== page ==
As for the engine, the diesel isn’t well suited to frequent short journeys because of its particulate filter, which needs to get very hot to burn away harmful particulates – and can’t reach the necessary temperatures on short trips. The 1.0-litre petrol is adequate for a low-speed life, but runs out of breath on faster roads, making the cheapest 1.4-litre TFSI the best choice. All engines have a seven-speed S Tronic automatic option, but it’s expensive.
Size and Dimensions
The A1 is wider than some superminis, helping give it a broader, more imposing stance and the look of a larger, more potent car from the front and rear. But that doesn’t make it too big to manage in the city. It’s short, visibility is good and it will slot into the average garage with ease.
Max towing weight without brake
From 560kg (1.0 TFSI manual) – 630kg (1.6 TDI auto)
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Running Costs & Fuel Economy: (8/10)
All the engines do well on fuel if used gently. If pushed hard, their turbochargers suck in much more air, leading to much higher fuel bills. The automatic S Tronic gearbox option adds a tiny bit of efficiency in the case of the 1.4 TFSI engine, but takes it away on the diesel and 1.0-litre petrol. All engines should be capable of producing an average of 50-60mpg.
Audi dealers have a reputation for charging high prices for servicing and it’s often wise to supply your own oils and other consumables if you can source parts that meet or exceed Audi’s original specification. Variable servicing intervals are good news for light-footed, long-distance drivers, who can potentially stretch their services to two years apart. Urbanites are likely to find themselves needing a visit to the dealer at least once every year, though.
The A1’s insurance groupings are competitive for the 1.0-litre petrol engine, but a little high for the desirable 150hp 1.4 unit. The 125hp equivalent sits four groups lower, making it a more sensible choice.
Reliability and servicing
The A1 has the same basic chassis and running gear as the Volkswagen Polo and Skoda Fabia, with a few small differences. It’s a proven and relatively uncomplicated platform, with a large dealer network should things go wrong. The 1.0-litre petrol engine is still relatively new, but the other two engines have plenty of miles and development under their belts.
Up to 24 months or 18,000 miles – prices from lb170 est.
24 months or 18,000 miles – prices from lb280 est.
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At the bottom of the range, the lb14,185 A1 SE is little more expensive than a similarly-specified mainstream supermini, but the low-rent interior makes that version feel like poor value. Sport trim starts at just over lb16,000, and there are other small cars out there that give more equipment with no loss of style or reliability for less money. Some, like high-spec Hyundai i20s, even have arguably more upmarket-feeling interiors, but lack the correct badge for prestige.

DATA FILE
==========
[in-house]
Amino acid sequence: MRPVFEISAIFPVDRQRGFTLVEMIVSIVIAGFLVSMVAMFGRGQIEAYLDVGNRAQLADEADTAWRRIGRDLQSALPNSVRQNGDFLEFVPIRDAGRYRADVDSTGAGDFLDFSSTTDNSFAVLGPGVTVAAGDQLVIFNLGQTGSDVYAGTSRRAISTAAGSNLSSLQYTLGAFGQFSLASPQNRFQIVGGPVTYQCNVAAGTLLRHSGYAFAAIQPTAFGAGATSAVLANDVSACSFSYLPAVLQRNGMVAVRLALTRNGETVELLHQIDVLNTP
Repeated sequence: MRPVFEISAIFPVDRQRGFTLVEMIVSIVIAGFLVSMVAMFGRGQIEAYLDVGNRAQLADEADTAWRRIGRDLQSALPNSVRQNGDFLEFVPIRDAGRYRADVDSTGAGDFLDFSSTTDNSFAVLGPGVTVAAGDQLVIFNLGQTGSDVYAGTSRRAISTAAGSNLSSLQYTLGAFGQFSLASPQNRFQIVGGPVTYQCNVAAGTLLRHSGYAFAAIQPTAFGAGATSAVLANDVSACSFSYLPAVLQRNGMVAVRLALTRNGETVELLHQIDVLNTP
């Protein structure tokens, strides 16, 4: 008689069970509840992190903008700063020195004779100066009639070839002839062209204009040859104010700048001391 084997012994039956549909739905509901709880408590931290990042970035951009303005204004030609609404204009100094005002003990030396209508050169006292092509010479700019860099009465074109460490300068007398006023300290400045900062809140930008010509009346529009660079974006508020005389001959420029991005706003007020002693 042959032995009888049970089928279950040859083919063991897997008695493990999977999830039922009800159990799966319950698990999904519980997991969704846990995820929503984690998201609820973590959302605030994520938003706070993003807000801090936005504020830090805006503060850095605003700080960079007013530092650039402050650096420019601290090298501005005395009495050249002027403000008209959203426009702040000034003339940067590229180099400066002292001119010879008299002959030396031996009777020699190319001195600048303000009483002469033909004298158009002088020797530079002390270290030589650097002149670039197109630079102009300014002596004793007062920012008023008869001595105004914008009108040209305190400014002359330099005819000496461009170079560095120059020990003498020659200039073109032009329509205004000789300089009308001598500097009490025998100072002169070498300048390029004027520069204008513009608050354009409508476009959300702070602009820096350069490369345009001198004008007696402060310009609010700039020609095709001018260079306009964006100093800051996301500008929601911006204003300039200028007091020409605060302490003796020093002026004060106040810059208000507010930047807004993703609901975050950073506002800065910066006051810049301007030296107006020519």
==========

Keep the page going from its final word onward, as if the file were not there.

S Line and Black Edition A1s really do feel expensive versus the competition, with the former starting from lb18,555 and the latter from a very stiff lb20,825. Upgrade the engines as well and the news gets even worse.
On the other hand, the A1’s pricing is fairly competitive compared to that of the Mini hatchback, but the obvious extra fashion-led pull of the Mini leaves the A1 looking stoic and pricey.
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1.0 TFSI SE – this is the cheapest way to buy a brand new Audi, and that will carry some weight
Company Car Buyer
1.6 TDI Sport – not the lowest BIK tax bracket in the range, but easily the best motorway fuel economy
1.4 TFSI 150 S Line – surprisingly punchy engine and driver-focused features like Drive Select and sports seats
Quirky styling inside and out, with three- and five-door options, characterful engines and good handling
Similar to the A1 beneath the skin, with an admirable combination of quality and efficiency
Small but perfectly formed, the 500 is the ultimate fashion statement when it comes to small cars
Springs a major surprise with a high-quality interior, sure-footed handling, a good ride and excellent value
Seriously clever interior layout makes this the most practical small car, and the latest version is the best to drive.
What others say
“The Audi A1 is one of the best small cars on the market. It feels every bit an Audi, with a gorgeous interior and superb resale values.”
“The Audi A1 is an upmarket supermini with impressive technology and the best interior in its class. The ride can be jarring, though.”